Author's Bookshelf: Vivienne Vincent

We're bringing something a bit different to Writing in the Modern Age today. Awhile back, I had an idea for a new feature so I reached out to some author colleagues to see if they'd like to participate. I thought it might be nice to show readers a few books that have inspired authors. You might find it enlightening, and at least be able to answer the age old question, "What the heck do authors read?"



Writers are readers too! Most authors love to collect books for their vast personal libraries. The written word is fascinating to us, and many newer authors as well as those in the past have helped to shape who we are today. 



Without further ado, our guest today is Vivienne Vincent, a romance author. Won't it be interesting to hear about a few books that have inspired Vivienne on her writing and publishing journey? 

Sounds pretty awesome to me. So, take it away, Vivienne!



Thank you so much for having me on your blog. I had no idea it would be so difficult to narrow down the list to five books. But here it is.




1. Bond of Hatred by Lynne Graham



Tug of Love…

Alex Terzakis took Sarah's breath away. Marrying him was the last thing she was thinking of! When she impulsively flung that proposal at him, she had two things on her mind: revenge for her young sister's death, and the chance to raise Nikos, her sister's baby son. True, family was all to Alex, and he would fight to keep Nikos, who was his nephew. But, in her anger and her grief, Sarah had believed that her demand would send him packing—she had never expected that he would accept!


Vivienne's Thoughts:


Bond of Hatred is the first one on the list because I absolutely adore Lynne Graham’s work and this was the first book by her that I read. In fact, this was the first Harlequin book I ever read. There isn’t a single Lynne Graham book that I did not enjoy reading but Bond of Hatred remains my darling. It is very well written and has a solid storyline. The misunderstandings between the characters are genuine. I rarely like female protagonists but I loved Sarah. Also, the narrative is kind of witty. If a book makes me laugh or smile, I fall in love with it. There isn’t a single moment in the book that’s boring or where it starts to feel like I need to take a break.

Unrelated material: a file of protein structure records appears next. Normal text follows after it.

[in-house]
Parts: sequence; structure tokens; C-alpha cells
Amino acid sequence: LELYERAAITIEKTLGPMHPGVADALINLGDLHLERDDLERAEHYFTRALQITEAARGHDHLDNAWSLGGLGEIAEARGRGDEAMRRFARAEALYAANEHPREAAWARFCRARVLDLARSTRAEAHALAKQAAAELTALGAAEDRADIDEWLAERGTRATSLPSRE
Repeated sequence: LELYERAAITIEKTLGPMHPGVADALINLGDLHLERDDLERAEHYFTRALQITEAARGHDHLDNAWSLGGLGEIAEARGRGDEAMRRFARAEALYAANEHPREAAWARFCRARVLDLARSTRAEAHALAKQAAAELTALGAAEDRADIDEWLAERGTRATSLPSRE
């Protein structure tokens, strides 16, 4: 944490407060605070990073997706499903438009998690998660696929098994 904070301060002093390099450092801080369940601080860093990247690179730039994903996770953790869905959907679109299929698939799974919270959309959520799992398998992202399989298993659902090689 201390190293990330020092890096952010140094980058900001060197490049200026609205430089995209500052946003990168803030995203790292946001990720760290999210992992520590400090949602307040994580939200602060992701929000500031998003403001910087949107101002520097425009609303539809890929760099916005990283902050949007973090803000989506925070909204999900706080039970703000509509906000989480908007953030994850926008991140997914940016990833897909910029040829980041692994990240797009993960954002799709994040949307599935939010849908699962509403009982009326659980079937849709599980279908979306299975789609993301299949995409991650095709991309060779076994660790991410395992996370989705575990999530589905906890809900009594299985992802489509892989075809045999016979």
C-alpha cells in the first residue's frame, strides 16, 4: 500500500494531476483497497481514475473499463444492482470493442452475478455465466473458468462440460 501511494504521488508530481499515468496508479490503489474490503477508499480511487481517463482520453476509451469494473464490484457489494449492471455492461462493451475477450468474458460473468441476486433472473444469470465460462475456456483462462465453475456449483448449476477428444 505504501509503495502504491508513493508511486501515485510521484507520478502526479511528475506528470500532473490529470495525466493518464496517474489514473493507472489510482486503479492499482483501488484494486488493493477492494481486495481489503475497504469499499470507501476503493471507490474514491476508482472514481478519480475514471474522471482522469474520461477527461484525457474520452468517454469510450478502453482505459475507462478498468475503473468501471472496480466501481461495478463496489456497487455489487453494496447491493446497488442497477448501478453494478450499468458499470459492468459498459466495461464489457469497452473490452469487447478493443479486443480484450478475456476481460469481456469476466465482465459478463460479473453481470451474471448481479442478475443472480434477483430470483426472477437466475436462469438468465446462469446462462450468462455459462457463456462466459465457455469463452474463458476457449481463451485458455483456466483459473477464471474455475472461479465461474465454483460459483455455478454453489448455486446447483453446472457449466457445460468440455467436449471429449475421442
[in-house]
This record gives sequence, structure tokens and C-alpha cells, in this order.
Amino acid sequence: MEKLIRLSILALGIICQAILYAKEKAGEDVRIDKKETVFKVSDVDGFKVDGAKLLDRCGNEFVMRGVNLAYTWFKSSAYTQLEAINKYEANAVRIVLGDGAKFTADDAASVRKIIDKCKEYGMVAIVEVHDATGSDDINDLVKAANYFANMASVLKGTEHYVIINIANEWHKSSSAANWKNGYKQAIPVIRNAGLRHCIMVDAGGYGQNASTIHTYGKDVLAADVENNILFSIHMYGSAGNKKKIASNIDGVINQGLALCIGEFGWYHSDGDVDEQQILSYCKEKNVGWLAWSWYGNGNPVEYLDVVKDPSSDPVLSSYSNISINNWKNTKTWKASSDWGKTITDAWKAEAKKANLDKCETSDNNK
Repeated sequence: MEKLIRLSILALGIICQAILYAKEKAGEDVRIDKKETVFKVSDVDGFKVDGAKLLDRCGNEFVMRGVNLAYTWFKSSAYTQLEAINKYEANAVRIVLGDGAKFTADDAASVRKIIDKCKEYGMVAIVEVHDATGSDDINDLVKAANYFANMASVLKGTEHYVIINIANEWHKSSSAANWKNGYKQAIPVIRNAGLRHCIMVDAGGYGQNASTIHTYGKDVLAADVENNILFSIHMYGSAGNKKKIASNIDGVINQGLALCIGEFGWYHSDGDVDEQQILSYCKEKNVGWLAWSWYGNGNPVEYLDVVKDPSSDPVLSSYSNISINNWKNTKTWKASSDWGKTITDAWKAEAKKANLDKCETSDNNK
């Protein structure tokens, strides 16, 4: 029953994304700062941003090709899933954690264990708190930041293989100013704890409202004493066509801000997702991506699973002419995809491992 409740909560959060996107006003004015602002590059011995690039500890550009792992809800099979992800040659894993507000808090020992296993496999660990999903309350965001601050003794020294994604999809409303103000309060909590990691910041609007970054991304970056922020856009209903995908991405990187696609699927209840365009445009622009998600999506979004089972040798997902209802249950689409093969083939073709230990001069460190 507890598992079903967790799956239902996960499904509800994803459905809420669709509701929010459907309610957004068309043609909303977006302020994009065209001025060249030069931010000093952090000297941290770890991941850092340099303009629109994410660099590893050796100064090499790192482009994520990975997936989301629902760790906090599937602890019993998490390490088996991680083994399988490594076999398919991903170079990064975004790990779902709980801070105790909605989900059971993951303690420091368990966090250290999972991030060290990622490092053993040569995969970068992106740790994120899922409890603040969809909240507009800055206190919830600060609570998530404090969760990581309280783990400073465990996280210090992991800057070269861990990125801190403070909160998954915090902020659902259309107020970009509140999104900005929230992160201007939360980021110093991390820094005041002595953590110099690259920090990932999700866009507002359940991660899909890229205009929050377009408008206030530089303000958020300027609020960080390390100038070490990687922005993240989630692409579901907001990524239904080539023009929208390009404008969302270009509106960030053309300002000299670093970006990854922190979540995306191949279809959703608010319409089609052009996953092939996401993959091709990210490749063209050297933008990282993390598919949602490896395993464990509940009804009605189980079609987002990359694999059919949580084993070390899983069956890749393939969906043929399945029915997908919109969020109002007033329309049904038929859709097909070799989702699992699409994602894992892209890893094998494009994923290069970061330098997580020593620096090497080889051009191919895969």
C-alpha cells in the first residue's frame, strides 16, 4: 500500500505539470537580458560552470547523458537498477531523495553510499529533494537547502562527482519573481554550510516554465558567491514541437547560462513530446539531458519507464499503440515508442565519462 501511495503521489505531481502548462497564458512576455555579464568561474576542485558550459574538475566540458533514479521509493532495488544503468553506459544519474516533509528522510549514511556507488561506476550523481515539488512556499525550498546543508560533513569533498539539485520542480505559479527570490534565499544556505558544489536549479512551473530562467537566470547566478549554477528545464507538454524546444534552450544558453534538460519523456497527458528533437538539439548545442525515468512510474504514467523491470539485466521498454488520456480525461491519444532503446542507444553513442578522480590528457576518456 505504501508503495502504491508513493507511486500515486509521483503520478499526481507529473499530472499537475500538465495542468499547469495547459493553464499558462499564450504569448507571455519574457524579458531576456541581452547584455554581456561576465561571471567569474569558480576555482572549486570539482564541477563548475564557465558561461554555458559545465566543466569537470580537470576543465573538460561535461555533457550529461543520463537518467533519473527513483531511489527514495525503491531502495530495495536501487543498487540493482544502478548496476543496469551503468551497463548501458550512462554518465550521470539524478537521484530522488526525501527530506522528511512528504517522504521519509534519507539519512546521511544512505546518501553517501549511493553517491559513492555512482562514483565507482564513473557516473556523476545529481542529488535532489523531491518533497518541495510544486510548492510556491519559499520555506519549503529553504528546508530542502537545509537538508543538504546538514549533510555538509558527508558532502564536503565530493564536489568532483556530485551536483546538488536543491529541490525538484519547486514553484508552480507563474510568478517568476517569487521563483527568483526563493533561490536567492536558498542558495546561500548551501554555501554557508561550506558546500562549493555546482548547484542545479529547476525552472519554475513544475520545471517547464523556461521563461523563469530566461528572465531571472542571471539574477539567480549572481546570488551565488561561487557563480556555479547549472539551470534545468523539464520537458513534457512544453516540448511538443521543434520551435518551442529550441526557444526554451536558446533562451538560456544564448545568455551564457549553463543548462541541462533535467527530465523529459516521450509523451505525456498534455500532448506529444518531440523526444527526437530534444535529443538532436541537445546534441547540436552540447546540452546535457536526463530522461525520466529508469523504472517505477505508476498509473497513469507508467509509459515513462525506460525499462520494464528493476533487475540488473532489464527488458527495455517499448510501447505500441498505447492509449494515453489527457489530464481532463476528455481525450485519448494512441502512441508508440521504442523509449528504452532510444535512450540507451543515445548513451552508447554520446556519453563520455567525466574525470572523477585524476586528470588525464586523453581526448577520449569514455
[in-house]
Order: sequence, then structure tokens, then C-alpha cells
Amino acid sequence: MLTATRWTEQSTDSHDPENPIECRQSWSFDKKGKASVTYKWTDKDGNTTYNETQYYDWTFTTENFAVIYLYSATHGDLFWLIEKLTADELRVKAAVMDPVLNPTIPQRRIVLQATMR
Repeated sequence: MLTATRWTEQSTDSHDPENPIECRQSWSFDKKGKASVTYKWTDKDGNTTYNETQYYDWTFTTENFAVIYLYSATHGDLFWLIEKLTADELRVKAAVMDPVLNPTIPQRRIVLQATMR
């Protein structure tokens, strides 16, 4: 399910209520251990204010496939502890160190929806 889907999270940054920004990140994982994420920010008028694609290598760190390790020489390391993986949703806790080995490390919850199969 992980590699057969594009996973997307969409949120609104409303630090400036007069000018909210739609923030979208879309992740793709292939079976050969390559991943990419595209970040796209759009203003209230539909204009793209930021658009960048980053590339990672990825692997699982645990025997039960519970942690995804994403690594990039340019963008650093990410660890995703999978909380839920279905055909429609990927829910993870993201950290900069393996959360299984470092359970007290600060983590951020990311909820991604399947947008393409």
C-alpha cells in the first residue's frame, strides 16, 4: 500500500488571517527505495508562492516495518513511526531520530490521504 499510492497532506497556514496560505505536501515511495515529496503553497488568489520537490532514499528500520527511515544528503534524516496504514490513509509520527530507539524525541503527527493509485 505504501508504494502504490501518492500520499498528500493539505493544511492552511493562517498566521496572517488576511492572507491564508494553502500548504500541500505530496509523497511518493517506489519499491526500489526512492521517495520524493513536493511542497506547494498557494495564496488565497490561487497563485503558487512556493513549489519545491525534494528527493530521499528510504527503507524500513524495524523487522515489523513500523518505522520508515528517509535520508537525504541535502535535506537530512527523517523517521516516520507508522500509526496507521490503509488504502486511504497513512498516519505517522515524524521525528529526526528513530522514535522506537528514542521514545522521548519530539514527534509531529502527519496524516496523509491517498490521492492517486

2. Impulse by Nora Roberts




From #1 New York Times bestselling author Nora Roberts comes a classic story about following your heart…and falling in love.

For once in her life, Rebecca Malone has decided to follow her impulses. After quitting her job and selling all of her belongings, she heads to Greece in search of adventure. So when a sexy local restaurant owner pursues her, she can't resist playing the role of sophisticated, well-traveled woman. But falling in love with Stephen Nickodemus was not part of the plan! Now she'll have to find a way to break the news of her true identity…without also breaking his heart.

Vivienne's Thoughts:


I read Impulse quite recently and it might sound strange but this is the only book by Nora Roberts that I have read. Impulse was very short and I no longer have the stamina to sit through a five-hundred page romance so it was perfect for me. I have come across some bad reviews and while we can keep arguing over technicalities, at the end of the day, reading is a form of entertainment and I enjoyed reading it. Someone said that the story was too cliché. But I think that all stories have been told. What matters is how they are told. When I was reading Impulse, I was constantly amazed by Nora Roberts’ style of writing. There was nothing pretentious. There was no flowery language. It just felt like this lady was born to do what she has been doing. No wonder she is a prolific writer.


3. Shame by Salman Rushdie